Sand Mountain, a smaller ridge, flanks the city to the north and divides Jones Valley from much more rugged land to the north. The Louisville and Nashville railroad enters the Valley through Boyles Gap, a prominent gap in the long low ridge.

Ruffner Mountain, located due east of the heart of the city, is home to Ruffner Mountain Nature Reserve, the largest urban nature reserve in the United States.

According to the U.S. Census Bureau, the city has a total area of 393.5 km² (151.9 mi²). 388.3 km² (149.9 mi²) of it is land and 5.3 km² (2.0 mi²) of it is water. The total area is 1.34% water.

List of neighborhoods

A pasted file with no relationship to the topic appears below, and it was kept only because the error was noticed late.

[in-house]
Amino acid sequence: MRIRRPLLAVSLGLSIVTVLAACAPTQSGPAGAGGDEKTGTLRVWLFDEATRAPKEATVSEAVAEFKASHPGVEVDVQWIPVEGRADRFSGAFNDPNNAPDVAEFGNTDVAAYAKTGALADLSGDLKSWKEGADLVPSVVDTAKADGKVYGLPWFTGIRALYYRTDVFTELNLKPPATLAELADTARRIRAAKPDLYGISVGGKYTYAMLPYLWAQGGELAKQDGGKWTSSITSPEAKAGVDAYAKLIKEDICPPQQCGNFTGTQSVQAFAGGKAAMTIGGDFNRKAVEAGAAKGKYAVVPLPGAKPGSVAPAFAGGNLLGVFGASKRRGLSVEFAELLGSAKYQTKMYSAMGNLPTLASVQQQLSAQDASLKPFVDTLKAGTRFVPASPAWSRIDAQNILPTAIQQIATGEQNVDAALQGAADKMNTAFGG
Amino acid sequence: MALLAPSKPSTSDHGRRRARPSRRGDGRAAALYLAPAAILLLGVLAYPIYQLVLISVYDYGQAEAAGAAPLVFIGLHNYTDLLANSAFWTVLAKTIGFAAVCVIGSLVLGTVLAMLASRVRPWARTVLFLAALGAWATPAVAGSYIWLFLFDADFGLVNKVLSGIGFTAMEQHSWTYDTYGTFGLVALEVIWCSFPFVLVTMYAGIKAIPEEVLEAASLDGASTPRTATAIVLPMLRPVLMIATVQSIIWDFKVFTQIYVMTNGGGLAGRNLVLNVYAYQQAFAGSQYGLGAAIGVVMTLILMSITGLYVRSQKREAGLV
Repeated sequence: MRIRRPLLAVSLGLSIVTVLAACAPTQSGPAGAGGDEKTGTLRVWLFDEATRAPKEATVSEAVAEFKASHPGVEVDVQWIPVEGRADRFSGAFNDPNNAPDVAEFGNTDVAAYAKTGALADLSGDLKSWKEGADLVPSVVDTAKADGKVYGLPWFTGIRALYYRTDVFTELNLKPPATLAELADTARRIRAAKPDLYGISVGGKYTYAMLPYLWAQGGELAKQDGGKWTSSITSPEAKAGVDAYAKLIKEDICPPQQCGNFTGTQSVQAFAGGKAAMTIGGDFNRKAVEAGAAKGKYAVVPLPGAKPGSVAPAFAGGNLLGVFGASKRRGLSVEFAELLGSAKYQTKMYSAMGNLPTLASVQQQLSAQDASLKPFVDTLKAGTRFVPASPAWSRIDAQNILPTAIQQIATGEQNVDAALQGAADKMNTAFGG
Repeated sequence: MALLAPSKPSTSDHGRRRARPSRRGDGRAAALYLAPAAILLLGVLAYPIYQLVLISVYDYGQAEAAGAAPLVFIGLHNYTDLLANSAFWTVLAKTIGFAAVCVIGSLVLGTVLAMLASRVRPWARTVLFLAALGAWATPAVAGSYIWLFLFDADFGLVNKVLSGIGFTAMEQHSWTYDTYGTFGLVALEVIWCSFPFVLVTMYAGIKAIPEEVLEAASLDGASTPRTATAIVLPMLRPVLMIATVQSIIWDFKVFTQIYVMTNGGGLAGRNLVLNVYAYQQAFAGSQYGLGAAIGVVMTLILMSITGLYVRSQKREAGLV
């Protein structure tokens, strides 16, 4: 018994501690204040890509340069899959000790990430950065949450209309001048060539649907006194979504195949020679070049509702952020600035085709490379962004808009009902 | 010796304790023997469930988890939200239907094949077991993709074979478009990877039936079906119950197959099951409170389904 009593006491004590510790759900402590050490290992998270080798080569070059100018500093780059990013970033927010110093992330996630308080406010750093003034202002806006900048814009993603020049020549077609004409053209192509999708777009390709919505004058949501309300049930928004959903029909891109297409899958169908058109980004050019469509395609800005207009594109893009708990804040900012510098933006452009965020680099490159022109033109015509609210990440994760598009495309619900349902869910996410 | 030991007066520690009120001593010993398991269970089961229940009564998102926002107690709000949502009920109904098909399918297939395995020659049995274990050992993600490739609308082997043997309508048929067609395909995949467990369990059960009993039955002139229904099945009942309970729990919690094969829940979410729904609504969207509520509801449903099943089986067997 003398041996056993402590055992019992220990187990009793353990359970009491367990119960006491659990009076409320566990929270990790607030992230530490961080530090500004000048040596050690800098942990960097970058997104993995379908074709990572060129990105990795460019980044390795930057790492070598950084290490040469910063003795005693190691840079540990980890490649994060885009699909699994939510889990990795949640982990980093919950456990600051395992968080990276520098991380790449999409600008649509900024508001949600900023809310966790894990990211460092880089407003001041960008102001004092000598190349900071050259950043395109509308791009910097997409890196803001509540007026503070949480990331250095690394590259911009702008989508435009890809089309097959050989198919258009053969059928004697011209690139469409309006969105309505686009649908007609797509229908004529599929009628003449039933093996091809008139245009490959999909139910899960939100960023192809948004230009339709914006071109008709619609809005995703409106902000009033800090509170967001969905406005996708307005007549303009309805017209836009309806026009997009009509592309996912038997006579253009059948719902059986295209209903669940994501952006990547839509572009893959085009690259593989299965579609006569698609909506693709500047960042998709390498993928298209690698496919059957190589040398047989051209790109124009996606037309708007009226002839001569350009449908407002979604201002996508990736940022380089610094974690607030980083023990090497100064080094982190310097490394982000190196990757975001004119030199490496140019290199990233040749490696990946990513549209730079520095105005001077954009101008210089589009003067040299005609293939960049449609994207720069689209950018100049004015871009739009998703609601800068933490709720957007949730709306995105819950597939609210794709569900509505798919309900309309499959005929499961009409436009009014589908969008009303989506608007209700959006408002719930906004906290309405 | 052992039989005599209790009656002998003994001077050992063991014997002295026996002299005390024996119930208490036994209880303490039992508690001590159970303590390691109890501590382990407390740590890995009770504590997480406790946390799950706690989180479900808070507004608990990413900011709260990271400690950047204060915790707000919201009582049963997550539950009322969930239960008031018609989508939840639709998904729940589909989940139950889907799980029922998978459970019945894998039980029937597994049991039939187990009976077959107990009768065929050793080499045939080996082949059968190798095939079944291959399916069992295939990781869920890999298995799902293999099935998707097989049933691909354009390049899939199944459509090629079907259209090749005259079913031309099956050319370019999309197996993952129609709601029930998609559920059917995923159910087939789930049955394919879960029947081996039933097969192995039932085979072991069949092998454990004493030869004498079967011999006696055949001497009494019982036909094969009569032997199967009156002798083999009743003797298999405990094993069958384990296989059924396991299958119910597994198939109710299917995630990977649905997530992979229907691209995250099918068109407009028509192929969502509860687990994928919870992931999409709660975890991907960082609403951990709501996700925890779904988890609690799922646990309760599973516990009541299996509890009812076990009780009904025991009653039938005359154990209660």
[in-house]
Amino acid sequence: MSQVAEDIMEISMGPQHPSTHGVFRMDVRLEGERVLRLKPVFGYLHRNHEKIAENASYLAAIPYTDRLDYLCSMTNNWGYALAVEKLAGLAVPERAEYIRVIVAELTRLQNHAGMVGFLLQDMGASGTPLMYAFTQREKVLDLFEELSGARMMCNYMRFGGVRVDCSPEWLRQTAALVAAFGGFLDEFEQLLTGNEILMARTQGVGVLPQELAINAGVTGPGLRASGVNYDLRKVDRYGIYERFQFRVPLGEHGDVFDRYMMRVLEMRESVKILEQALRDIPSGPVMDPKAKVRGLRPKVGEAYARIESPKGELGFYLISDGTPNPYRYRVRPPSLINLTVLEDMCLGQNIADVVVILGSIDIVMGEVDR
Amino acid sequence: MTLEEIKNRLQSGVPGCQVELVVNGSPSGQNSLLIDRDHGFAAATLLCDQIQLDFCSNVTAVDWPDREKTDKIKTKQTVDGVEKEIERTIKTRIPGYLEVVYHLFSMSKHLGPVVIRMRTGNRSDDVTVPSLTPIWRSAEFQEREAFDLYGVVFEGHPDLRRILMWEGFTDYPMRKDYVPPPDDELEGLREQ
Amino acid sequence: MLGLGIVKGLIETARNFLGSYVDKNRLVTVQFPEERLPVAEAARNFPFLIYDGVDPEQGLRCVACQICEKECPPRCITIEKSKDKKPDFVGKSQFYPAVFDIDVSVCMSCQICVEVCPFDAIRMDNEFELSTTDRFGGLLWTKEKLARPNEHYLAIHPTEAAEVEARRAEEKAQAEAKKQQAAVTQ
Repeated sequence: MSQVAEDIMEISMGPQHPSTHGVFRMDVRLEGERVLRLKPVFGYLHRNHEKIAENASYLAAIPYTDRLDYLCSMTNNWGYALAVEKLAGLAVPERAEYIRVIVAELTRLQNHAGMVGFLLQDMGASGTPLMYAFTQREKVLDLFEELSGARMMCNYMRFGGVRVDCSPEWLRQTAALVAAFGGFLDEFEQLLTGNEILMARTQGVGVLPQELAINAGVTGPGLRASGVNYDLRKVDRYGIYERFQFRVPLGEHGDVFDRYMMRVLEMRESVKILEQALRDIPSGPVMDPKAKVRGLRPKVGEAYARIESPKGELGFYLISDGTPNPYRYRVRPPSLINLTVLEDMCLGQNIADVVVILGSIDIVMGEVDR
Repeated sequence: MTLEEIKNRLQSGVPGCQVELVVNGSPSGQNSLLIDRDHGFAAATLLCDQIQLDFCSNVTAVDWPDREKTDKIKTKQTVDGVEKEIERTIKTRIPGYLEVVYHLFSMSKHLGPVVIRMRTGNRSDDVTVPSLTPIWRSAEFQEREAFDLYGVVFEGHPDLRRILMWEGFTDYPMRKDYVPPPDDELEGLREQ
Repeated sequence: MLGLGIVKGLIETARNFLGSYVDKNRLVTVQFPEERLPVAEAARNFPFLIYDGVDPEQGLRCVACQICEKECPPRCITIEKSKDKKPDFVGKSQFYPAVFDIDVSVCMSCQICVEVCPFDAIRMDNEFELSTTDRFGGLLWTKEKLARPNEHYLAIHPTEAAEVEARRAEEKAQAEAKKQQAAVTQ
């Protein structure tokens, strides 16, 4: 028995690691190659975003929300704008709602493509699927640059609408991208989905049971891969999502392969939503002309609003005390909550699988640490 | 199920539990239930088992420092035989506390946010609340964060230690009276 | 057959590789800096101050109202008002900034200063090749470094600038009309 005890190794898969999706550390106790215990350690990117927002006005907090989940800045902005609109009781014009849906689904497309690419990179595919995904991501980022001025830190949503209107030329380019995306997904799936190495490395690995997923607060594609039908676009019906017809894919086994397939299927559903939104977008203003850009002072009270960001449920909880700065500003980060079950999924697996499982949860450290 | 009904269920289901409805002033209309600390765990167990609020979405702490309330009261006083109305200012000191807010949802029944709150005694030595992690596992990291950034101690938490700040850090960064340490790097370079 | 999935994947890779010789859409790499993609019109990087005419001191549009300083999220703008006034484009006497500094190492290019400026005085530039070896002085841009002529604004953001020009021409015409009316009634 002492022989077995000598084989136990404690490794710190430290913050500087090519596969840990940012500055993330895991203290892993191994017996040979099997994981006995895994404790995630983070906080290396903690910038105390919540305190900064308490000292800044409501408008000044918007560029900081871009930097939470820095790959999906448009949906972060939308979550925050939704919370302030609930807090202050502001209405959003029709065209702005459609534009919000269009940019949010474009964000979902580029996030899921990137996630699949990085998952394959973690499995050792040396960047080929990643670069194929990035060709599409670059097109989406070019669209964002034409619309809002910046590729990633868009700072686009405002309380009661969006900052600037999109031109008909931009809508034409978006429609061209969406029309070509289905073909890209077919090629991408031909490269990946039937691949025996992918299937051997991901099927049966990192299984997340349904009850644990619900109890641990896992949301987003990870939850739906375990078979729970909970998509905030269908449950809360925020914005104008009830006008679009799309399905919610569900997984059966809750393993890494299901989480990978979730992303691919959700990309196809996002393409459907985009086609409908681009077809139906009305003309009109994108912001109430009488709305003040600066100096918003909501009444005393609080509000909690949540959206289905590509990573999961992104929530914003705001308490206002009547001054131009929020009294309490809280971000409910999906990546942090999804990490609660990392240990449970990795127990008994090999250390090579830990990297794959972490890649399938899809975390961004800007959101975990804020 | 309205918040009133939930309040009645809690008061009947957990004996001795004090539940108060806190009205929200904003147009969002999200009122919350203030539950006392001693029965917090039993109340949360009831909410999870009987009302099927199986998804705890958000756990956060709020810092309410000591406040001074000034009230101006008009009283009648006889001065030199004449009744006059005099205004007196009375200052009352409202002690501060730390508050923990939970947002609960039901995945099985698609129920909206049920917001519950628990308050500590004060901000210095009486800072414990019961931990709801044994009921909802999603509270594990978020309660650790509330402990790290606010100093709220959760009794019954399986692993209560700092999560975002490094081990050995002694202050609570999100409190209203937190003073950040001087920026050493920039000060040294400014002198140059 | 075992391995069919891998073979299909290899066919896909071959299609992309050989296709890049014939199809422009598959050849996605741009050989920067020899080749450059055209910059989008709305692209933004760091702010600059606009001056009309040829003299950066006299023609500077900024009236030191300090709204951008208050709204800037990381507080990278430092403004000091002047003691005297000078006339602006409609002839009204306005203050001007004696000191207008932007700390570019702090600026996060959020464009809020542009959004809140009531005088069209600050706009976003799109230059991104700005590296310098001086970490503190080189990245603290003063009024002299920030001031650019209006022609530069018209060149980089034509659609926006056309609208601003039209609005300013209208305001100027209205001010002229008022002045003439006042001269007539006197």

• Airport Hills
  • Brownville
  • Cahaba
  • Crestline
  • Crestwood
  • East Birmingham
  • East Lake
  • East Pinson Valley
  • Ensley
  • Five Points West
  • Grasselli
  • Huffman
  • North Birmingham
  • Northside
  • Pratt City
  • Red Mountain
  • Roebuck/South East Lake
  • Smithfield
  • Southside
  • Southwest
  • Titusville
  • West End
  • Woodlawn

Metropolitan Area

Birmingham along side with Hoover, are 2 of the 3 main principal cities in the much larger Greater Birmingham area that covers 8 counties in Central Alabama. The following counties are part of the metropolitan area: Bibb, Blount, Chilton, Cullman, Jefferson, St. Clair, Shelby, and Walker.


The city of Birmingham has a mayor/council form of government with a 9-member city council. As of 2005, the mayor is Bernard Kincaid . An issue must be approved by the council by a two-thirds majority vote pursuant to Act No. 452, Ala. Acts 1955, (the Mayor-Council Act of 1955), as supplemented by Act No. 294, Ala. Acts 1965.